EXHIBITIONS OPENING 2.2.19
WINTER/SPRING 2019 EXHIBITIONS

February 2 to June 23, 2019 (unless otherwise noted)

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February 2 to June 23, 2019 

The Permanent Collection of the Fresno Art Museum was established during the early 1960s when the institution was known as the Fresno Art Center. In the ensuing fifty-eight years, the Permanent Collection has grown to house over 3,600 works of art in the primary collecting areas of modern and contemporary art in all mediums.

In recent years, the Museum has included selections from the Permanent Collection each exhibition season in order to share with our visitors the art we hold in trust for the public.

With these particular choices from the Permanent Collection entitled BIG, the curator has culled from the storage vaults oversized works never before grouped together as an exhibition. 

Michele Ellis Pracy, Chief Curator of the Fresno Art Museum and curator of this exhibition, combines large-format works by nationally and internationally renowned artists Charles Arnoldi, Claire Falkenstein, Charles Gaines, Victor Vasarely, Oliver Jackson, and Ann Weber, among others. Also included are oversized works by local artists now deceased: August Madrigal, Clement Renzi, and Patricia Kirkegaard, among others. BIG will be exhibited in the Lobby, Concourse, and Administration Lobby Galleries.

An Art in Bloom special event involving local florists inspired by the BIG artworks will be held mid-exhibition from May 8th through 11th celebrating the Mother’s Day weekend.

Exhibition Curator: Michele Ellis Pracy, FAM Executive Director & Chief Curator

Images above: Clement Renzi, Problem Solving, 1987, Terra Cotta, 77” x 27” x 24”, Gift of Judith and Donald Peracchi; and Varaz Samuelian, Circus, n.d., Acrylic on canvas, 72” x 56 1/2 “, Gift of Roslyn Robbins and William Dienstein


 

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February 2 to June 23, 2019 

Wildfires are a part of life for those who live in the west. Every year huge portions of land go up in flames, threatening homes, businesses, and wildlife. In 2014, artist Bryan David Griffith’s home and studio in Arizona were threatened by the Slide Fire. That experience has led to his intense study of wildfires, resulting in the exhibition Rethinking Fire. Griffith uses fire as his primary medium, along with wood, beeswax, and other natural materials to create paintings, sculptures, and installations. His work explores the complex nature of catastrophic wildfires and the competing elements of the human and natural world.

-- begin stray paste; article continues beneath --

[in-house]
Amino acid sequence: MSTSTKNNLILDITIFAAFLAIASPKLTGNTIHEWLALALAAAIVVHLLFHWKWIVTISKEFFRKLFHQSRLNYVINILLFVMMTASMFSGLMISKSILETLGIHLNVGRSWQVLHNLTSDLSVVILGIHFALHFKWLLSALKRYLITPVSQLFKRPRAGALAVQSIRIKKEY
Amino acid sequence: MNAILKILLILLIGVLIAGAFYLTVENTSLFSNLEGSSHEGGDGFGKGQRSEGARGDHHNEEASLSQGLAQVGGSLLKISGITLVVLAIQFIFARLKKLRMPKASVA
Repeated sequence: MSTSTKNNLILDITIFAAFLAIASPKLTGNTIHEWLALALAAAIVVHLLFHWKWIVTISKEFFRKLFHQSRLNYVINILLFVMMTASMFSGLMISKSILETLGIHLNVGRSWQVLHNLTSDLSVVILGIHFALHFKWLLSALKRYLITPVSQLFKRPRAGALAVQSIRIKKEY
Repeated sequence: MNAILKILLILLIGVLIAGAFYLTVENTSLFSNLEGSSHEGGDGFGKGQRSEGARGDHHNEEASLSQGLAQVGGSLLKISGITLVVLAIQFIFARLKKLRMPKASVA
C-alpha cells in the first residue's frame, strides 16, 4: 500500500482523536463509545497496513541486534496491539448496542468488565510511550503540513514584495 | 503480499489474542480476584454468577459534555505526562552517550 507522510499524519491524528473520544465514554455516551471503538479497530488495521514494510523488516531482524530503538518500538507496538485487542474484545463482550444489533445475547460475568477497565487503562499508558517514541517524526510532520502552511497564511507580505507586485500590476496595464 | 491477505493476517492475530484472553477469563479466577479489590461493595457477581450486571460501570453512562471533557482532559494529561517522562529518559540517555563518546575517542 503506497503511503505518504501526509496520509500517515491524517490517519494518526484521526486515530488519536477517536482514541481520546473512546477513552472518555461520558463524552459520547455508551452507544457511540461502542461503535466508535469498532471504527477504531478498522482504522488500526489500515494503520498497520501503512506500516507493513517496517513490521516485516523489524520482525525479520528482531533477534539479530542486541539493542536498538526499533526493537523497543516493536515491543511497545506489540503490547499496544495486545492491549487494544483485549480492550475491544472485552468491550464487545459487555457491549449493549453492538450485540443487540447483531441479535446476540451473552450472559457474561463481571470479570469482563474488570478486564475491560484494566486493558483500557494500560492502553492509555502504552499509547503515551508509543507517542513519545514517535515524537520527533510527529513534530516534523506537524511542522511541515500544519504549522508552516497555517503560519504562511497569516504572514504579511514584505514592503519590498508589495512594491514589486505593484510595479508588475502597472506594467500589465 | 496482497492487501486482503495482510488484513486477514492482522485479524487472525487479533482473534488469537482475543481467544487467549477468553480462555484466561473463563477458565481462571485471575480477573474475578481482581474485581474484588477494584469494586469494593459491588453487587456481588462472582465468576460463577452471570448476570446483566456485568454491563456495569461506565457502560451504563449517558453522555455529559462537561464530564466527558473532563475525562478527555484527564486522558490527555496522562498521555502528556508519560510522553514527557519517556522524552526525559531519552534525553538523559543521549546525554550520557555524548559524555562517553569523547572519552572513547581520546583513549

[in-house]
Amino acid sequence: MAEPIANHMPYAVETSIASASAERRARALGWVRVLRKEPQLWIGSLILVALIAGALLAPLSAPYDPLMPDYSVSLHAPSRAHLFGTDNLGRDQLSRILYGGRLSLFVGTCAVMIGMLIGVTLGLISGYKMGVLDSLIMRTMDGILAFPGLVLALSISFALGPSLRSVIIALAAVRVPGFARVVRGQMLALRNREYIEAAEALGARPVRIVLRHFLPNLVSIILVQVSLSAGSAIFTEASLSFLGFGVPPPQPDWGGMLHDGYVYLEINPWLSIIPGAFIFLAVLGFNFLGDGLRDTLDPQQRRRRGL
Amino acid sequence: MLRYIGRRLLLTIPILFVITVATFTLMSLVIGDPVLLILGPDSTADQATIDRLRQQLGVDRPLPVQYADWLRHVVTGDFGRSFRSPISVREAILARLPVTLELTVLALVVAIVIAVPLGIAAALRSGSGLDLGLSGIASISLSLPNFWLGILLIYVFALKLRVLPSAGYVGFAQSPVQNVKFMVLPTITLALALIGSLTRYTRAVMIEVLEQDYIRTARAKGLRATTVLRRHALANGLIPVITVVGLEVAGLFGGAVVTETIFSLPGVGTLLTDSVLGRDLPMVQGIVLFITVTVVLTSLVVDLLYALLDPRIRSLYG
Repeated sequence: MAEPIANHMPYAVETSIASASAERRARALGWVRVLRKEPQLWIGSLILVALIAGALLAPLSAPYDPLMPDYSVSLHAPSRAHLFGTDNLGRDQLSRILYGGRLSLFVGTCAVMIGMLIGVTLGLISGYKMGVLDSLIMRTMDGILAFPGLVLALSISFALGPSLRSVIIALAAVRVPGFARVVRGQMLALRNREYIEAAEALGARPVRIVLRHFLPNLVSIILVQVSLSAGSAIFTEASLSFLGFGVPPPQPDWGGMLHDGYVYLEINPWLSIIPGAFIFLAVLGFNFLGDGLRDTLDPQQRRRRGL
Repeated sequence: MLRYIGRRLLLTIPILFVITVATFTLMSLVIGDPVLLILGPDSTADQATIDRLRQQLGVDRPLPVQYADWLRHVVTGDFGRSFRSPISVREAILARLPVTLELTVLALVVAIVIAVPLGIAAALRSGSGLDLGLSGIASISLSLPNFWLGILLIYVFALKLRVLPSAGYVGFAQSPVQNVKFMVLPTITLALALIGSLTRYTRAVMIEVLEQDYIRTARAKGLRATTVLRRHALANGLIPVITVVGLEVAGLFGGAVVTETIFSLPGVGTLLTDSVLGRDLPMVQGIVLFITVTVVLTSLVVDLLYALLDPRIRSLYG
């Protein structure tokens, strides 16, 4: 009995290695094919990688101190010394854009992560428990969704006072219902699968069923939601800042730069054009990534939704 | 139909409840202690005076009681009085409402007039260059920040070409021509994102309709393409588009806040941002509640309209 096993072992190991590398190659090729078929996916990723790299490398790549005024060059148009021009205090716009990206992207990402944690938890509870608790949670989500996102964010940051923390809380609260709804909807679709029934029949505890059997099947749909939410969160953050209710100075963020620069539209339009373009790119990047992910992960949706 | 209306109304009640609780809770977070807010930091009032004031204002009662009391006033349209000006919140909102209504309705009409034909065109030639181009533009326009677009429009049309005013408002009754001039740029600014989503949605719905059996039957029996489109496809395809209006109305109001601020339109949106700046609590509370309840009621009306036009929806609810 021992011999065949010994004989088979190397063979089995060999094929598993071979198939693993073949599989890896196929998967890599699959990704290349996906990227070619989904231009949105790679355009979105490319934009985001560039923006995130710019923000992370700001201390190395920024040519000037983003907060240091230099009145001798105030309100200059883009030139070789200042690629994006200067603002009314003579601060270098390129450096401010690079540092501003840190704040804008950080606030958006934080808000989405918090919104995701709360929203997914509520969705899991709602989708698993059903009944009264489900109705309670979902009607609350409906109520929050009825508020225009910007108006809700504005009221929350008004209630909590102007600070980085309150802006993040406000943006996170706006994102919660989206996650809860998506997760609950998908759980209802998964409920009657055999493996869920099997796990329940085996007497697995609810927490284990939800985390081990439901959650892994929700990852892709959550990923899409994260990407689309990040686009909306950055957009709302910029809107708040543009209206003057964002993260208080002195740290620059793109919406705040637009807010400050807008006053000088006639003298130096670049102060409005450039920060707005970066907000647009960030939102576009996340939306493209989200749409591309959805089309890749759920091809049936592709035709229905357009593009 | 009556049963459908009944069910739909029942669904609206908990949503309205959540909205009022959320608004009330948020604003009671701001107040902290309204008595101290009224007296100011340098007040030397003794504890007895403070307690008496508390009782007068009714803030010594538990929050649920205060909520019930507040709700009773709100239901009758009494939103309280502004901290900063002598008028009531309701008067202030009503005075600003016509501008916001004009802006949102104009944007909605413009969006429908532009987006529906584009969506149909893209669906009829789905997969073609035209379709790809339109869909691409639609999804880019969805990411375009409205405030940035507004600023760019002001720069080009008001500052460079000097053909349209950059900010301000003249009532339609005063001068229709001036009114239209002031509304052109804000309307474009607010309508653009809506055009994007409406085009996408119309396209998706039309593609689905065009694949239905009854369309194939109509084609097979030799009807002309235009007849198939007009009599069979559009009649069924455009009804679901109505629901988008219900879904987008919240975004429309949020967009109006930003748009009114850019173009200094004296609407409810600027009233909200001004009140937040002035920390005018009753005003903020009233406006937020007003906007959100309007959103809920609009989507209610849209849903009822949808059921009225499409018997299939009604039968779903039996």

Images above: Bryan David Griffith, Box & Burn, 2015, Wood sculpted by burning, 38” x 37” x 10”, Photo by Tom Alexander and Artist, Courtesy of the Artist, and Artist at work burning sculpture.

Curated by Bryan David Griffith in cooperation with FAM Curatorial Staff


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February 2 to June 23, 2019 

In 1982, along with two fellow graduates of the Brooks Institute of Photography in Santa Barbara, Gary Geiger traveled to Virginia City, Nevada for a photography workshop. While there, the three friends were nicknamed “the Brooks Brothers” by their fellow workshop attendees. For the last 36 years, these three friends have come together once a year for a trip that they document through photography. These trips have taken them to locations all across the world: Mexico, Cuba, Indonesia, China, Morocco, Cambodia, and Vietnam to name a few. During these trips, Geiger and his friends interact with locals who share with them the stories of their cultures, religions, families, and history. This exhibition provides a small look at the adventures of the Brooks Brothers and the inspiring people and places they discover along the way, captured through the lens of Gary Geiger.

Exhibition Curator:  Sarah Vargas, FAM Associate Curator